Eastwind Books of Berkeley, a community hub, closes

COMMUNITY GATHERING SPOT SHUTTERS ­— Eastwind Books of Berkeley closes after 27 years. Proprietor Harvey Dong (pictured) ran the shop with his wife, Beatrice. photo by Ryan Nakano

BERKELEY, Calif. — Eastwind Books of Berkeley spent its last day as a brick and mortar bookstore, April 14, like any other day, with owner Harvey Dong laughing among regulars, students rifling through wooden bookshelves, and community members coming together to organize.

For the past 27 years, Harvey and his wife Beatrice have been running the store, providing a space for writers and people in the community to talk about new works related to Asian American and ethnic literature.

From hosting events and publishing books, to carrying titles one customer swore “couldn’t be found anywhere else in the world,” Eastwind Books of Berkeley quickly became an institution in the community after the Dongs purchased it in 1996.

While reasons for its closure vary from raised rent to the bleak reality of the brick and mortar bookselling market, according to Harvey Dong, the decision has just as much to do with slowing down, taking care of family and shifting priorities.

“This is the last day, so it’s kind of sad but at the same time, hopefully what Eastwind did inspires other people and this opens a new chapter for everyone, including ourselves,” Harvey Dong shared.

Currently teaching part-time as a lecturer in Asian diaspora studies at UC Berkeley and continuing to publish and organize events through their sister nonprofit Eastwind Books Multicultural Organization, Harvey Dong still plans to sell books online and maintain the store’s goal of building community.

Visiting the store on its last day with a group of colleagues and friends, UC Berkeley graduate and Filipino American Edrick Willie Sabalburo shared his thoughts on the bookstore he frequented often as a student.

“We decided to take a pilgrimage to Eastwind today because we wanted to pay our respects,” Sabalburo said. “This was always a place where people could remember together and my hope is that it’s not the last space where people will be able to do that.”

To remember Eastwind Books of Berkeley, is to also remember the legacy of Bay Area activism in the ‘60s and ‘70s, and the context in which the Dongs met.

Involved early on as a member of the UC Berkeley Asian American Political Alliance and active in the fight for Asian American and ethnic studies during the Third World Liberation Front strikes, Harvey met Beatrice during her freshman year at Berkeley where she took advantage of the newly formed Asian American studies class on campus.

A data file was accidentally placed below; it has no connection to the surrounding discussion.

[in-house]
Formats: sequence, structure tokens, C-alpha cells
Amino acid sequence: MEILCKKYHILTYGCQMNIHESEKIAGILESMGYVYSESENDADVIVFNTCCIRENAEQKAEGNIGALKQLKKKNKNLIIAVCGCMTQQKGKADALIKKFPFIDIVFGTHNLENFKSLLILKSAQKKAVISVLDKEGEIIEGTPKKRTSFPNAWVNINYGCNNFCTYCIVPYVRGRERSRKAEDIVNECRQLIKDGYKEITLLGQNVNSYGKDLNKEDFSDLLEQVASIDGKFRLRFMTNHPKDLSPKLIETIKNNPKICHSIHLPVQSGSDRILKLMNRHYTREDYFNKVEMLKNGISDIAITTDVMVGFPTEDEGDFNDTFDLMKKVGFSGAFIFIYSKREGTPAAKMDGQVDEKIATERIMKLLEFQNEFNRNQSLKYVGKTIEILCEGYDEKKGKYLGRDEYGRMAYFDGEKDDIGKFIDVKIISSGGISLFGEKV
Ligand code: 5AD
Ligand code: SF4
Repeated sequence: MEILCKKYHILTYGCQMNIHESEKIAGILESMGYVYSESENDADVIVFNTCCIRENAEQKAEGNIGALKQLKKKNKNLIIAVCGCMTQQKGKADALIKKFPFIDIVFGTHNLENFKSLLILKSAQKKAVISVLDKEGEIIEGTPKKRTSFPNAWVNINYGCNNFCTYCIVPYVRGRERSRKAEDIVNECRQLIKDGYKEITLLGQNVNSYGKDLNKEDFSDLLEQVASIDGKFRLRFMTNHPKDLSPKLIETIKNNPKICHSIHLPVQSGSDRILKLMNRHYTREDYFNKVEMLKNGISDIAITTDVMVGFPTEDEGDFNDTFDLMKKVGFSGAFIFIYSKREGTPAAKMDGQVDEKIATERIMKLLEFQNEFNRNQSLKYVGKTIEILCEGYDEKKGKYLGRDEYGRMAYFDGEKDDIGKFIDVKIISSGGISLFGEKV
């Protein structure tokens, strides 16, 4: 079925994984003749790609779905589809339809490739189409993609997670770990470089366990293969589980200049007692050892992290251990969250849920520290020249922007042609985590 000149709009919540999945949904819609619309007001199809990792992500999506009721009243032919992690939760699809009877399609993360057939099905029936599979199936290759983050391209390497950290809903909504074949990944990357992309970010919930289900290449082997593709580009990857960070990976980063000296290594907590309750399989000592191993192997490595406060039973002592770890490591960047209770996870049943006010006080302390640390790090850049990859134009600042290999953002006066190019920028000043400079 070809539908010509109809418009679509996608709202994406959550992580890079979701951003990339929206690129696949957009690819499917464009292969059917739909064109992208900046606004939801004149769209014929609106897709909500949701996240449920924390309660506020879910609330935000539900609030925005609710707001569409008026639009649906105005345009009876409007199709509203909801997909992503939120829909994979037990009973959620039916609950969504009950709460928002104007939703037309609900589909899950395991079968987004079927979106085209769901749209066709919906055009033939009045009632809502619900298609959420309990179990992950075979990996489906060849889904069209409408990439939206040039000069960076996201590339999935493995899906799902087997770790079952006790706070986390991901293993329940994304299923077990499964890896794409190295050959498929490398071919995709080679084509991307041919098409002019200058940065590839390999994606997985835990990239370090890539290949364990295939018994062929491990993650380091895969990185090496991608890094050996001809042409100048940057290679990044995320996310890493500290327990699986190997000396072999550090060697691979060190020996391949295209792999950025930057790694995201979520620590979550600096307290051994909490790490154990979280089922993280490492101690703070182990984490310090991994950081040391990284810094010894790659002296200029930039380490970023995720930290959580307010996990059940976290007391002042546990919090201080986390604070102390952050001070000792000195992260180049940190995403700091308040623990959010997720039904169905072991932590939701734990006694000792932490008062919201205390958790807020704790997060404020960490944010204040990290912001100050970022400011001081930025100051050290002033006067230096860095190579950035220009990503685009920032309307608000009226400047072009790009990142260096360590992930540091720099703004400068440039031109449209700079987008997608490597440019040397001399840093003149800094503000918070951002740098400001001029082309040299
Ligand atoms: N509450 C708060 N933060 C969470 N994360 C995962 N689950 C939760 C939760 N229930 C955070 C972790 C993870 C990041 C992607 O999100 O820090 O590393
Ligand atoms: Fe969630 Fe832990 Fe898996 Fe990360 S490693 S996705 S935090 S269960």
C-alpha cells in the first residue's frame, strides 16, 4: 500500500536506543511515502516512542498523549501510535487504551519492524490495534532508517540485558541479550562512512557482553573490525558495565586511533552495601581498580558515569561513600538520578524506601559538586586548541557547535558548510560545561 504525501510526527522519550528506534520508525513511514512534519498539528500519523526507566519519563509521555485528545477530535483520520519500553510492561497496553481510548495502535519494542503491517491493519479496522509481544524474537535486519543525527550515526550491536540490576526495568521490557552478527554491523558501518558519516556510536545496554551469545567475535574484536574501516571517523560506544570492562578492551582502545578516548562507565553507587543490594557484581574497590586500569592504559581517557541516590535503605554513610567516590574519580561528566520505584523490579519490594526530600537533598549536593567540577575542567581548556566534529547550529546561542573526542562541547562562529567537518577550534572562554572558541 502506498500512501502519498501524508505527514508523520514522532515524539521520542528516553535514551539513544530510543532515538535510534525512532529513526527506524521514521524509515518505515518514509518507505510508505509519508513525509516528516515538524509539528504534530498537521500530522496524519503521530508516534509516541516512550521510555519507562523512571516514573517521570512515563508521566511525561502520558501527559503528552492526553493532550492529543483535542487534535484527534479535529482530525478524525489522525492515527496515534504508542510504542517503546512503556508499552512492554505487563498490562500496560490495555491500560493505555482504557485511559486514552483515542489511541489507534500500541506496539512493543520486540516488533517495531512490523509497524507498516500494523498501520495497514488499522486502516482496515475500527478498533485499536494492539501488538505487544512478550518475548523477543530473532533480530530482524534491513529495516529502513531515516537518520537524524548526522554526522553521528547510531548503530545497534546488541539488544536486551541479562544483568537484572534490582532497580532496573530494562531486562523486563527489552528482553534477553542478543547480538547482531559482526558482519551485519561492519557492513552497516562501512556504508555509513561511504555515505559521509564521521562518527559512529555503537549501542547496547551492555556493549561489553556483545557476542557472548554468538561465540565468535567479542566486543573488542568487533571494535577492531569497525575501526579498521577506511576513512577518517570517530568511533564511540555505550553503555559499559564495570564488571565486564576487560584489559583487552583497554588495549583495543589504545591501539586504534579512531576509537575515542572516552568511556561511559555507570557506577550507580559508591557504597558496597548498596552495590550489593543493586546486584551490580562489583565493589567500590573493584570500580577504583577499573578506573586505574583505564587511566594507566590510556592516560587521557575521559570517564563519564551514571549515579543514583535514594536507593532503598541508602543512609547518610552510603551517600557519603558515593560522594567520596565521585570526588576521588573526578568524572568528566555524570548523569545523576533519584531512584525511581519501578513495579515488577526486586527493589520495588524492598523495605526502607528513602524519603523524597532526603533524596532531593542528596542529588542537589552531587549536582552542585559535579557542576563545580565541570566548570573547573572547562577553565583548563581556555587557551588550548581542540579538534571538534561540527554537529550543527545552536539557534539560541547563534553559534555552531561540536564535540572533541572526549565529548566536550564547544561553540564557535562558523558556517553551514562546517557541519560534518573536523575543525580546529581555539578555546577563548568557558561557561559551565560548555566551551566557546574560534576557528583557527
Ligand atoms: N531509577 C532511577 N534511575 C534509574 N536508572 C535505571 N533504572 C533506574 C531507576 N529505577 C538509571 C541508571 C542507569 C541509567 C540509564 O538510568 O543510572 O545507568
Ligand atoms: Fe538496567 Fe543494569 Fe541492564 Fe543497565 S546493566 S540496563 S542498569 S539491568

Around the same time, both Harvey and Beatrice were active in protesting against police brutality, organizing what Harvey Dong called the Chinatown Co-op Garment Factory and fighting against the I-Hotel Manilatown evictions in San Francisco.

In fact, long before Eastwind Books of Berkeley, Harvey helped organize and run the first Asian American bookstore in the country, a small 10 by 10 foot space located in the basement of the I-Hotel, known as Everybody’s Bookstore.

A project of the AAPA, Everybody’s Bookstore was one of many community organizations to occupy space in the I-Hotel and pay rent to finance a newly negotiated lease agreement for tenants from 1969 to 1972.

“In those years Everybody’s Bookstore was a place of gathering, a place to meet people and bring them in, a place to organize,” UC Santa Cruz literature professor and acclaimed author Karen Tei Yamashita said. “I think it was kind of the same for Eastwind, to sell Asian American books alone, even supporting the readings, authors and people coming through, it was always a labor of love and a labor of activism.”

While conducting research for her critically acclaimed, “I Hotel,” an experimental novel based on the Asian American Movement in the Bay Area, Yamashita, got to know Harvey Dong over the course of several interviews and lunch dates where he shared stories about the hotel and his experience as a Chinese American activist at the time.

“Eastwind is really Bea and Harvey to me,” Yamashita said. “I know about the bookstore and even launched my books there, but really, it’s the people.”

Of course, the couple didn’t operate the store completely alone.

For the past decade, Chinese American poet Brian Ang, worked behind the register at Eastwind Books of Berkeley, learning of the owners’ history of activism, meeting their friends and even taking up an unofficial artist-in-residence between the store’s walls.

“I wrote my long poem ‘The Totality Cantos’ which took about 10 years to write in the exact amount of time I was working here. I even released the book in the store and it was a bestseller,” Ang said. “This is really the end of an era but its spirit will live on in another way.”

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